US Video shows controversial arrest of elderly woman in L.A.

21:30  19 may  2017
21:30  19 may  2017 Source:   CBS News

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A 76-year-old woman was arrested after she refused to leave a reserved seating area in Los Angeles' Union Station: elderly-woman-arrested.png© CBS Los Angeles elderly-woman-arrested.png

LOS ANGELES -- Los Angeles County sheriff's deputies are being criticized for the way they treated an elderly woman who refused to leave a reserved seating area in a train station in downtown Los Angeles.

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CBS Los Angeles reports sheriff's deputies forcibly removed the 76-year-old woman from her seat in Union Station. Her friend, who only wishes to be identified as Tina, captured the disturbing incident on video.

In the clip, the woman is heard repeatedly saying, "You are hurting me," as two sheriff's deputies place her in handcuffs.

Tina says her friend often sits in the reserved seating area at the train station and is rarely bothered. She has a card from a Metro officer, which she thought allowed her to sit in the space. So, when sheriff's deputies told her to leave, she refused and was subsequently arrested.

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If Clothes are responsible for the crime against women then why elderly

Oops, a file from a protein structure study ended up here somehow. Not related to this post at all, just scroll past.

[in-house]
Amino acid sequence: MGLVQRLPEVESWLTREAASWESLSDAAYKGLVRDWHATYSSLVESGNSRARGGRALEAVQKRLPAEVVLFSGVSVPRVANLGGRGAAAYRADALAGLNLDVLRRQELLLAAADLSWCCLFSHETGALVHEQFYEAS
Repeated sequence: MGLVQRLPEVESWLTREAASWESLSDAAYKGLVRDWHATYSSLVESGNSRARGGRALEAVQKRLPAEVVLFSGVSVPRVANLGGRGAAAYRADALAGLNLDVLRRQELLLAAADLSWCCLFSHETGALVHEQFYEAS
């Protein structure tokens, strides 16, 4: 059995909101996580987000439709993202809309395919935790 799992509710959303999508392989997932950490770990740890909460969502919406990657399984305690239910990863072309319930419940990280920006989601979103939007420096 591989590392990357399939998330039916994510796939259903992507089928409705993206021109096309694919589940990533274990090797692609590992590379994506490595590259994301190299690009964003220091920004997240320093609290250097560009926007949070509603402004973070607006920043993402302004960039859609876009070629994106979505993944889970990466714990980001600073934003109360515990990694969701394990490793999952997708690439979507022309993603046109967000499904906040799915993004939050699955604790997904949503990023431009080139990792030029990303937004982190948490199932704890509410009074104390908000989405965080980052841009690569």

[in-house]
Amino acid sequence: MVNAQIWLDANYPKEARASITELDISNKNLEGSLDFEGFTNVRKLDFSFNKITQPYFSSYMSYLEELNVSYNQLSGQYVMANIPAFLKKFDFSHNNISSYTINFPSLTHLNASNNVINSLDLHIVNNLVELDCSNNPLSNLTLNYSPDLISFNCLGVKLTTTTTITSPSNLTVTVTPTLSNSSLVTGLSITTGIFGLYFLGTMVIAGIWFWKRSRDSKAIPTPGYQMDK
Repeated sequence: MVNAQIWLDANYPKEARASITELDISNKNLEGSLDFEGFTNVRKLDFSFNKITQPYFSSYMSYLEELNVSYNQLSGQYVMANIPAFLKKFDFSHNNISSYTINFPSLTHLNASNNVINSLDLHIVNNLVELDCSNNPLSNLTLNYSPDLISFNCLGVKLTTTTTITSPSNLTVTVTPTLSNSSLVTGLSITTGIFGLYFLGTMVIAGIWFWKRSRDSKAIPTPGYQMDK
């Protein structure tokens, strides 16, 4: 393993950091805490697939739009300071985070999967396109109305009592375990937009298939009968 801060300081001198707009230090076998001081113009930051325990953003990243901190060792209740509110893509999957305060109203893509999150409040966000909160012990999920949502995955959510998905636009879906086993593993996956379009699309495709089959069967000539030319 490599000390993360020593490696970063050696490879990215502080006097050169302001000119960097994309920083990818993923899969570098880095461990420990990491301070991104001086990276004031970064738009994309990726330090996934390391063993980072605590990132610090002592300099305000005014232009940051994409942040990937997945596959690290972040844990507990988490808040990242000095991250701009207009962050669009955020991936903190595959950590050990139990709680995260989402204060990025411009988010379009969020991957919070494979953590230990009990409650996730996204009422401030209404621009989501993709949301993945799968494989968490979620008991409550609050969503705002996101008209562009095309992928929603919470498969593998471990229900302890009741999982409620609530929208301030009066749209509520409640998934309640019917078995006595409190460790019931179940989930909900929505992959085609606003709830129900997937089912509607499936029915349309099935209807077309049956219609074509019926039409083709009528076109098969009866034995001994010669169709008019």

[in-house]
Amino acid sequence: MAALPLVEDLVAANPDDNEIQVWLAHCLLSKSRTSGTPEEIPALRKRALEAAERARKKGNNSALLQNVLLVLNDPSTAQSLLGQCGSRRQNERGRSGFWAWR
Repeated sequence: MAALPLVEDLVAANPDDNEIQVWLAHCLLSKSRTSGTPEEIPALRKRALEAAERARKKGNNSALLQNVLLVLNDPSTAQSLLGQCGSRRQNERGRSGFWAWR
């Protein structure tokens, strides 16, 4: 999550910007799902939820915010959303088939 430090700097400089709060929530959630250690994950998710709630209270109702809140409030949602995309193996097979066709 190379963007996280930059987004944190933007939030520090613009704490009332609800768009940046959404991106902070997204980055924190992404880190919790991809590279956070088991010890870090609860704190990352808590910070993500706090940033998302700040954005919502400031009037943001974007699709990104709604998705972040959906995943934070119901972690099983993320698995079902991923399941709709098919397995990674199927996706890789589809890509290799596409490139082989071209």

But there was one problem -- the woman couldn't get out of her seat.

In the video, she is heard asking for her cane. To which a sheriff's deputy responds, "I will give you your cane once you stand up," and the woman replies, "No, hand me my cane so I can stand up."

When she didn't stand up, a sheriff's deputy pushed her head down. The woman is then heard screaming, "Stop, stop!"

Tina says she heard her friend's head hit the wooden arm rest.

"It did not need to escalate to that point," she said to CBS Los Angeles. "It was past excessive in my opinion. She, I'm sure, weighs no more than 95 pounds wet. I was really shocked and traumatized witnessing this."

The woman was released from jail. However, she may still face charges for obstructing an officer.

A spokesman with the sheriff's department says the incident remains under review to determine if reasonable force was used.

Authorities have yet to watch the cell phone video, but say they hope it will assist in the investigation.

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